• Robinson SA, Lachman ME. Daily Control Beliefs and Cognition: The Mediating Role of Physical Activity. J Gerontol B Psychol Sci Soc Sci. 2018 Jun 30.
  • Lee YS, Wingfield A, Min NE, Kotloff E, Grossman M, Peelle JE. Differences in Hearing Acuity among "Normal-Hearing" Young Adults Modulate the Neural Basis for Speech Comprehension. eNeuro. 2018 May-Jun;5(3).
  • Rogers CS, Payne L, Maharjan S, Wingfield A, Sekuler R. Older adults show impaired modulation of attentional alpha oscillations: Evidence from dichotic listening. Psychol Aging. 2018 Mar;33(2):246-258.
  • Ayasse ND, Johns AR, Wingfield A. Speech comprehension and cognition in adult aging. Oxford Research Encyclopedia of Psychology. 2018.
  • Amichetti NM, Atagi E, Kong YY, Wingfield A. Linguistic Context Versus Semantic Competition in Word Recognition by Younger and Older Adults With Cochlear Implants. Ear Hear. 2018 Jan/Feb;39(1):101-109.
  • Ayasse ND, Wingfield A. A Tipping Point in Listening Effort: Effects of Linguistic Complexity and Age-Related Hearing Loss on Sentence Comprehension. Trends Hear. 2018 Jan-Dec;22.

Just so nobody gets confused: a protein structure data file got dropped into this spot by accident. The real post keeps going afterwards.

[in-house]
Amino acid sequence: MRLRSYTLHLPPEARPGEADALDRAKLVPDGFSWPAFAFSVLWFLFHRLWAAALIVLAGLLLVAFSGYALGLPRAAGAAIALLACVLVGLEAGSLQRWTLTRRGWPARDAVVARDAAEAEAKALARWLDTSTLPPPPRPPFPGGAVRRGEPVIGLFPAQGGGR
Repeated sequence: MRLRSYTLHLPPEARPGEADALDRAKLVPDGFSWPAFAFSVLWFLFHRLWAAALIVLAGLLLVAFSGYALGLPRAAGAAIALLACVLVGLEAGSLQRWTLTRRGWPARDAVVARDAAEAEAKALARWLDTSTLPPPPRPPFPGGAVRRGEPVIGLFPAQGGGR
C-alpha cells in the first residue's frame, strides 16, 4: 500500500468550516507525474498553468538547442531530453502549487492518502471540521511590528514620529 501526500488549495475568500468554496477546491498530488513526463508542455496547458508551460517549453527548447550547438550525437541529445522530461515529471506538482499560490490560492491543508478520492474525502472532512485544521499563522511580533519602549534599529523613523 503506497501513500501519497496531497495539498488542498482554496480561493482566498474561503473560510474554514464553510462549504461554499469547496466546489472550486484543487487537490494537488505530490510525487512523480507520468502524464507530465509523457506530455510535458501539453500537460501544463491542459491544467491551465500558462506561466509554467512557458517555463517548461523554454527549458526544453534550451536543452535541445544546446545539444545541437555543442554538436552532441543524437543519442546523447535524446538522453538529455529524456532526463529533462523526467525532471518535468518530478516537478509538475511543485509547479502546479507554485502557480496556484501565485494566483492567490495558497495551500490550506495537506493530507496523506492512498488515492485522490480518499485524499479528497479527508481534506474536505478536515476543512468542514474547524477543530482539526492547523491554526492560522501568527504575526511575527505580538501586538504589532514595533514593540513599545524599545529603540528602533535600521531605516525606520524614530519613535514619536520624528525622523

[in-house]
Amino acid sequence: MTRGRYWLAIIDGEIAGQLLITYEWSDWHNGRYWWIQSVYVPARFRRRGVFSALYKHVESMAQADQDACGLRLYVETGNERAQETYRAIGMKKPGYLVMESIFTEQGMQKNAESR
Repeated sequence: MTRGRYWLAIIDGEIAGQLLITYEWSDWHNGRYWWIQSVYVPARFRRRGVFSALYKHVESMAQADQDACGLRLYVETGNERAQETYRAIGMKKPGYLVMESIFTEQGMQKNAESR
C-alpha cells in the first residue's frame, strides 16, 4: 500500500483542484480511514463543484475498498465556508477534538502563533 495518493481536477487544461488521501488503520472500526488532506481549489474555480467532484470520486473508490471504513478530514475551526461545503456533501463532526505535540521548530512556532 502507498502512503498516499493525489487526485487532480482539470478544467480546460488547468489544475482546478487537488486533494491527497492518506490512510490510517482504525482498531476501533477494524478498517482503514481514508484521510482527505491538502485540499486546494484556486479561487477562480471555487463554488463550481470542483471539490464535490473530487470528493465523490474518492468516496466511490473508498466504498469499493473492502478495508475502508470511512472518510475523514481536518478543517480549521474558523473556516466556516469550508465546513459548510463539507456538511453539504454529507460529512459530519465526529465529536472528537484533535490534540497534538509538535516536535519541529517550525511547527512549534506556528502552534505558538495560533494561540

• Paige LE, Amado S, Gutchess AH. Influence of encoding instructions and response bias on cross-cultural differences in specific recognition. Cult Brain. 2017 Oct;5(2):153-168.
  • Paige LE, Ksander JC, Johndro HA, Gutchess AH. Cross-cultural differences in the neural correlates of specific and general recognition. Cortex. 2017 Jun;91:250-261.
  • Auslander MV, Thomas AK, Gutchess AH. Confidence Moderates the Role of Control Beliefs in the Context of Age-Related Changes in Misinformation Susceptibility. Exp Aging Res. 2017 May-Jun;43(3):305-322.
  • Robinson SA, Lachman ME. Perceived Control and Aging: A Mini-Review and Directions for Future Research. Gerontology. 2017;63(5):435-442.
  • Payne, L., C. S. Rogers, A. Wingfield and R. Sekuler (2017). "A right-ear bias of auditory selective attention is evident in alpha oscillations." Psychophysiology 54(4): 528-535.
  • Ayasse, N. D., A. Lash and A. Wingfield (2016). "Effort Not Speed Characterizes Comprehension of Spoken Sentences by Older Adults with Mild Hearing Impairment." Front Aging Neurosci 8: 329.